A number of Toronto city councillors hold the balance of power in deciding if two proposed taxes will be passed onto residents during Monday’s vote at city hall.
Mayor David Miller wants council to support the two controversial levies — the land transfer tax and vehicle registration fee. He calls them important “revenue tools” that are needed to help the city out of its cash crunch.
Miller says the taxes could raise $356 million a year. Toronto is facing a $575 million budget shortfall next year.
The taxes, if implemented, would see homebuyers pay about $4,200 more on an average Toronto home, while an annual vehicle registration tax would cost car owners $60 and motorcycle owners $30.
The issue has caused tension at council. There are still councillors who are undecided if the measures should be imposed.
With less than a week until the historical tax debate, the mayor’s office is quietly drumming up support and trying to persuade those on the fence.
“(They called) trying to be warm and fuzzy,” Coun. Peter Milczyn (Etobicoke-Lakeshore) told CTV’s Naomi Parness.
He recounted one call like this: “Hey Peter, how are you? You OK today? Can we count on your support? No? Well, we will call tomorrow.”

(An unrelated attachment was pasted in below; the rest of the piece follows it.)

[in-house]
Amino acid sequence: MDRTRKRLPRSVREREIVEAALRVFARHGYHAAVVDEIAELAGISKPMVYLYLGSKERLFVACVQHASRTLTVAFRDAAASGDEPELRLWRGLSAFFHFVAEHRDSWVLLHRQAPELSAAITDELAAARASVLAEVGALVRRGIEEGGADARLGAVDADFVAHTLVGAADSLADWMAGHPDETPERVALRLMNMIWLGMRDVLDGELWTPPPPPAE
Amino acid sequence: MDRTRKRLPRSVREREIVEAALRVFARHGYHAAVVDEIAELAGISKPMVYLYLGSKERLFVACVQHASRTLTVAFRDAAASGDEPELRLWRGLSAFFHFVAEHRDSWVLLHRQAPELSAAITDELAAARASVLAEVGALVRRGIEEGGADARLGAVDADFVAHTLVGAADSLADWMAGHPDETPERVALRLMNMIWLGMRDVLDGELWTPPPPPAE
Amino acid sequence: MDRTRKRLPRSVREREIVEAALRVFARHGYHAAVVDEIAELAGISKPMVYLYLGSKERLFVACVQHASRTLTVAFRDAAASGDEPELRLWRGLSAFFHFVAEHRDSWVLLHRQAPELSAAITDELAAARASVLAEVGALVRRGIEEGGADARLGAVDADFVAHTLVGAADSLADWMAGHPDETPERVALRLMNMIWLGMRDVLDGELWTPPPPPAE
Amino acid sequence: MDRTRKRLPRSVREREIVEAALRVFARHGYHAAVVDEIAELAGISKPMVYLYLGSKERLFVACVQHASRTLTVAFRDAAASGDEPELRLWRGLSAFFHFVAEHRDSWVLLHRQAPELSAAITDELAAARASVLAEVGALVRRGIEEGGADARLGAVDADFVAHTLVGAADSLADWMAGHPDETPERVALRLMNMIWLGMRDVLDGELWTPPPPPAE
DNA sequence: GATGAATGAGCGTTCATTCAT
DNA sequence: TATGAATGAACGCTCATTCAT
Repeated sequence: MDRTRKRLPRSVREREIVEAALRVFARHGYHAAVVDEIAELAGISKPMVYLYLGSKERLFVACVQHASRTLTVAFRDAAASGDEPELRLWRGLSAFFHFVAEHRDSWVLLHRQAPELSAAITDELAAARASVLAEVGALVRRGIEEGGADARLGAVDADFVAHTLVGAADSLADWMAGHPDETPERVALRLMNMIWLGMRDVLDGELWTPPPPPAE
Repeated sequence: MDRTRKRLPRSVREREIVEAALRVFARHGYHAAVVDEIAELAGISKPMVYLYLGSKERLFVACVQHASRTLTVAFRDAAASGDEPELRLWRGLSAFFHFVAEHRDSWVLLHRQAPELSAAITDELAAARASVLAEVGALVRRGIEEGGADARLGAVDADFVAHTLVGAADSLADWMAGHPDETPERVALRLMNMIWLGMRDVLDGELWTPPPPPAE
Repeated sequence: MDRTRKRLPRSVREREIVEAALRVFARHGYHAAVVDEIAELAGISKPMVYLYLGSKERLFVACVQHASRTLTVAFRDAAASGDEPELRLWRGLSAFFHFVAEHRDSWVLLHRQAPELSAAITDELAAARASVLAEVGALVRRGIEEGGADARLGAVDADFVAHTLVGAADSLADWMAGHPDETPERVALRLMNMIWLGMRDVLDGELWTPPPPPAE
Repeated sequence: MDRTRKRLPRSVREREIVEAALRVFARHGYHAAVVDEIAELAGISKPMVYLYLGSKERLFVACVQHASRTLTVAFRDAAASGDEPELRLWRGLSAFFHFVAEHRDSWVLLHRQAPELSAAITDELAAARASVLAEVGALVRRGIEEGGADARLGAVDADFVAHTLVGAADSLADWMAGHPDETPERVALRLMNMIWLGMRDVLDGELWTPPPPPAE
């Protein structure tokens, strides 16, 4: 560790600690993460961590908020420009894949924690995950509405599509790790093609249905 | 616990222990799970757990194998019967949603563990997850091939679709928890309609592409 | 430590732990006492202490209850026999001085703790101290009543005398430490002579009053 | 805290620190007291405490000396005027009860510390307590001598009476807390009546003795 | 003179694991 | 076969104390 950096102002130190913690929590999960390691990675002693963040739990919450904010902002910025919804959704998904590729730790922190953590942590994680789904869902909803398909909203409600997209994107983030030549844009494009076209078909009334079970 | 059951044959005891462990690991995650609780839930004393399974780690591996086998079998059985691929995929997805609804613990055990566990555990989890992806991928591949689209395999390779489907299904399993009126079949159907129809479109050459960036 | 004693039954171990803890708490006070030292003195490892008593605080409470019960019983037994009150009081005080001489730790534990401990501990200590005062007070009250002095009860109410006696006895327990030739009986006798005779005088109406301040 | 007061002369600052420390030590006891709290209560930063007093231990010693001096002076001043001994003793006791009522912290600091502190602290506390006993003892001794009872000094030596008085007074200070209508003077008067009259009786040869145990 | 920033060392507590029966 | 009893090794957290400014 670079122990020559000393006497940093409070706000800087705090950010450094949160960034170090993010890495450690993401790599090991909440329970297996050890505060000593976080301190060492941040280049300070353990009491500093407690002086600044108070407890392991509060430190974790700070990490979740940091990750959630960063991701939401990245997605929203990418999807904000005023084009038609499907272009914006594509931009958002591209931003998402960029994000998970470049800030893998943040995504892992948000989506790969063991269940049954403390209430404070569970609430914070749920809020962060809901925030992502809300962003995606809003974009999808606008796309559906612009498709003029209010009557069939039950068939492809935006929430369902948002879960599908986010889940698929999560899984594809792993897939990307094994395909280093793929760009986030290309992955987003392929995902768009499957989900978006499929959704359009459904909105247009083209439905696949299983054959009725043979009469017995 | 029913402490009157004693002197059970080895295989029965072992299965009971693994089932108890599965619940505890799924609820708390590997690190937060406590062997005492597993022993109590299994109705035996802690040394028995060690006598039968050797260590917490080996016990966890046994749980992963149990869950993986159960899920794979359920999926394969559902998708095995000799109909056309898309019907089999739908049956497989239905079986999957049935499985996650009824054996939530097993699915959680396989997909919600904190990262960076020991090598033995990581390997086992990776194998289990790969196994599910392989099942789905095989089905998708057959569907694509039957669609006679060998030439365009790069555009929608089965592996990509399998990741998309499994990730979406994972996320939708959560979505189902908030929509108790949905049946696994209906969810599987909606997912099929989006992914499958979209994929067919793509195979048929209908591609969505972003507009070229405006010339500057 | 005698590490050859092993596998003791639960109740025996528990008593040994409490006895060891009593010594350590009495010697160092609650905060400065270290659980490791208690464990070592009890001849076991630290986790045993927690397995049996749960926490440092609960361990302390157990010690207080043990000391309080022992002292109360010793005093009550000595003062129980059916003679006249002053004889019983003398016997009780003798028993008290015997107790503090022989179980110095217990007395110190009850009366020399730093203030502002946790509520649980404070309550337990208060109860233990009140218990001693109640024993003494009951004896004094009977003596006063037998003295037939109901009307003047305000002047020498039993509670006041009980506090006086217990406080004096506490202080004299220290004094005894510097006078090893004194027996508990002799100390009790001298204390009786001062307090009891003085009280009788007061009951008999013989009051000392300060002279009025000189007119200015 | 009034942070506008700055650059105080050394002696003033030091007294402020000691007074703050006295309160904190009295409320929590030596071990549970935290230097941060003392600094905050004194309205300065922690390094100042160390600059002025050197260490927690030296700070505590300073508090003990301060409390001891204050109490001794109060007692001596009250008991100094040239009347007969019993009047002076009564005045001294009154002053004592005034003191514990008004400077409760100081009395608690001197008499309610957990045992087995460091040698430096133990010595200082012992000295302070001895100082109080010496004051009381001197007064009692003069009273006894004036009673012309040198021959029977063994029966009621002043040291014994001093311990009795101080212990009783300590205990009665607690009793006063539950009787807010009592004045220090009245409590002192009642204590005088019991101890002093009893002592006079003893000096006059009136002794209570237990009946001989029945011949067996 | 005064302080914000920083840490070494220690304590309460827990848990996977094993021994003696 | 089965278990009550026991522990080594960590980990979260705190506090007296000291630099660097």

Other swing voters include councillors Anthony Perruzza (York West), Suzan Hall (Etobicoke North), Maria Augimeri (York Centre), Mark Grimes (Etobicoke-Lakeshore) and Bill Saundercook (Parkdale-High Park).
In July, council decided — by a vote of 23-22 — to defer the vote until after the October provincial election.
“This is a very serious matter for the city of Toronto and its one none of us can, quite frankly, take lightly,” Perruzza said on Tuesday.
Budget Chief Shelley Carroll (Don Valley East) hopes councillors will approve the controversial taxes because she feels it will help rectify the city’s financial woes.
“This is part of a formula that we need to build for a city this size. We haven’t had it, and we’ve paid for it,” Carroll said.
Coun. Denzil Minnan-Wong, a vocal Miller opponent, says he will be voting “no.”
“There’s a fear, because (it’s like) ‘if you don’t support these taxes, we’re not going to give you this skating rink or this particular project,'” Minnan-Wong said.
There are several proposals in the works that Miller will use to try to sway councillors to support his plan.
With a report from CTV’s Naomi Parness